Better to Give

Naam Phoo making offering to Thai monk on Mae Klong

“The meaning of generosity is very clear.  All human beings have possessions.  But why do you obtain and keep these things? Are they only for your own pleasure, or do they help you to help others?”  So begins Zen Master Seung Sahn’s discussion of the Six Paramitas in The Compass of Zen, his compendium of the essential teachings of the three main schools of Buddhism [1].  In the Mahayana tradition,  the virtue of generosity is generally regarded as foundational to the path of liberation.  In his introduction to a collection of essays titled Dana: The Practice of Giving, Bikkhu Bodhi explains that “in the Pali suttas, we read time and again that ‘talk on giving’ was invariably the first topic to be discussed by the Buddha in his ‘graduated exposition’ of the dhamma.” [2]   Why such strong emphasis on this quality of behavior that isn’t explicitly regarded as a component of the Noble Eightfold Path in its own right?

The answer to this question is pretty simple: the practice of generosity is the most direct route through the all-pervasive delusion of separation between me and all other human beings to the reality of oneness.  This delusion, created by thinking, can not be dispelled by more thinking;  it can only be cut through by action.  “When you help someone else,” Zen Master Bon Haeng has told me, “you’re really helping yourself.  There’s no separation.” I’ve seen him demonstrate this principle more than once. There’s a traffic island at the intersection of Route 2 and Alewife Brook Parkway where panhandlers usually stand; we pass it on the way to the Cambridge Zen Center. Without missing a beat in the conversation happening in the car, he’ll roll down the window and hold out a dollar bill for the homeless man or woman to take. No fanfare, no “teaching” involved, just simple, spontaneous, appropriate action for the sake of someone else.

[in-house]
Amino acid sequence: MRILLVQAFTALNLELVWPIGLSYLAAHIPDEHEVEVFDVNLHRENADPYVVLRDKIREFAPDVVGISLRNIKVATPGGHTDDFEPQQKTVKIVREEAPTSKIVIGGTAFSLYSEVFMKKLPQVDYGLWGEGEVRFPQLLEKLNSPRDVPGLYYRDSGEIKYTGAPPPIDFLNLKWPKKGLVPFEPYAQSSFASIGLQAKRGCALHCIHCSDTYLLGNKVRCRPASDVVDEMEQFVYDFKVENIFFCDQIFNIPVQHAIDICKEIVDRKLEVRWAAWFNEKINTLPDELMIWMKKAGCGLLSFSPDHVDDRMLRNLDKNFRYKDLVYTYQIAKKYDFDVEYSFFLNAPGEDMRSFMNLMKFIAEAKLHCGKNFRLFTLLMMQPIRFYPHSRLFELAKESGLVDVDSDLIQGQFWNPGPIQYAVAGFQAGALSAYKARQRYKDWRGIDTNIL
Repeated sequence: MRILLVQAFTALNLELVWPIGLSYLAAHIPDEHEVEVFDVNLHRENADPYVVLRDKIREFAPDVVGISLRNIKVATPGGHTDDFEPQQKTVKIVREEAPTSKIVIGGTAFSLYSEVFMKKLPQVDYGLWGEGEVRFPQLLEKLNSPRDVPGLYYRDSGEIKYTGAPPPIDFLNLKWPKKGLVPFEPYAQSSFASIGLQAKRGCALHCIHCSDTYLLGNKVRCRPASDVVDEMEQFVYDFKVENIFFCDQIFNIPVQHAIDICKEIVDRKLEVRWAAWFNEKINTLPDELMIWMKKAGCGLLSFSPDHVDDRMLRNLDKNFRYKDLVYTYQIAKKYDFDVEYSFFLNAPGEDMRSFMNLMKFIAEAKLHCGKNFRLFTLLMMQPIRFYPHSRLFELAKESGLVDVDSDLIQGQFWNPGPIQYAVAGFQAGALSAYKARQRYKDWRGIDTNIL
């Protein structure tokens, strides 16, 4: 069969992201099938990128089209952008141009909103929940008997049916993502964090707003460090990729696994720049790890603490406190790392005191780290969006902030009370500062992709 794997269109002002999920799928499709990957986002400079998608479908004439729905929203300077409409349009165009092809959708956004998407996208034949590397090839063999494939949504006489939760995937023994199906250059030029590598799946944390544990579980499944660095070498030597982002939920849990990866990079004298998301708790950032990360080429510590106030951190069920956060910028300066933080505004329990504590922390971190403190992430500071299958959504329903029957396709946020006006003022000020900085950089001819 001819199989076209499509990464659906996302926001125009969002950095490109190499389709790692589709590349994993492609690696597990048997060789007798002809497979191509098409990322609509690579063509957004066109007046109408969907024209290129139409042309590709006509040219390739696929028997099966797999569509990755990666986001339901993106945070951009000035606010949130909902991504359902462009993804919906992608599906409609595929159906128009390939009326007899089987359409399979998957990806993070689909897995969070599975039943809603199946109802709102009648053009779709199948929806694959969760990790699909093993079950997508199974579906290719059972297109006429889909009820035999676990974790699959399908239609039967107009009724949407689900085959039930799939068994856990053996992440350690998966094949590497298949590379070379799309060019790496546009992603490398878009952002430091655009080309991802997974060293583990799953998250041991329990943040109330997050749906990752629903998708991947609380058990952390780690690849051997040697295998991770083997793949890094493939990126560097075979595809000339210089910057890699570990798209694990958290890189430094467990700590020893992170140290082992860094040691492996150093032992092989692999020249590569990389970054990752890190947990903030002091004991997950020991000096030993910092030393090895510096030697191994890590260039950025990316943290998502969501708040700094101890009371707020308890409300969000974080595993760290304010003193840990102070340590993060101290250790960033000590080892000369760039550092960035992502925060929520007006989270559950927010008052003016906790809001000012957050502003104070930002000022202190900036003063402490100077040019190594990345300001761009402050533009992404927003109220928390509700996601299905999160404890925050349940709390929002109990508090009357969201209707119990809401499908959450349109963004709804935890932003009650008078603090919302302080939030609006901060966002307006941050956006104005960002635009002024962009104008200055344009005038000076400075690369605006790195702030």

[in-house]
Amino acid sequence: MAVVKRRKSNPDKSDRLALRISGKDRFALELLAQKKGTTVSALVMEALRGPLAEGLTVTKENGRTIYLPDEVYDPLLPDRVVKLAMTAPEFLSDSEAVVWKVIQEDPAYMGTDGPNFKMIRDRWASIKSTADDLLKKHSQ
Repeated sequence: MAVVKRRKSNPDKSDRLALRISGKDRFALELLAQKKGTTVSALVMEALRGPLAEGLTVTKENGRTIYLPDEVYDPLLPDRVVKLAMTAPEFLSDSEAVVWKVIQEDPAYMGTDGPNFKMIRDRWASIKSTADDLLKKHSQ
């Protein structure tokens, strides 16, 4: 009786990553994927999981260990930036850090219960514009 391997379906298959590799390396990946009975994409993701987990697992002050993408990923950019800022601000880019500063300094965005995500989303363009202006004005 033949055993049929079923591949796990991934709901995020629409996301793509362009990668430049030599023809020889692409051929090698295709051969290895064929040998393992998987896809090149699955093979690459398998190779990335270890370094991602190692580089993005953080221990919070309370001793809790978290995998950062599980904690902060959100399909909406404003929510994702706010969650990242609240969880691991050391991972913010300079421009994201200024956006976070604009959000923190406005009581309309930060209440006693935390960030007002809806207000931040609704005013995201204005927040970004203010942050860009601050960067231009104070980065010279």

I recently returned from Thailand, a predominantly Buddhist country where the concept of “merit” is deeply entrenched in the local rituals. I’ve long disparaged this idea of gaining merit as reeking strongly of the Catholic religion in which I was raised, where good deeds done in this life are considered karmic money in the bank to ensure a comfortable position in the next. “The true Buddhist practitioner,” insists the Righteous Judge in my mind, “has no thought of self. Action is taken for the sake of others, not for the sake of one’s own future well being.” Merit-seekers, it logically followed, are deluded. It hadn’t occurred to me that I’d never actually witnessed religious Buddhists in the act of meritorious offering. In the 12-Step Tradition, this is commonly known as “contempt prior to investigation.” Thankfully, my trip to Thailand afforded me the opportunity to investigate.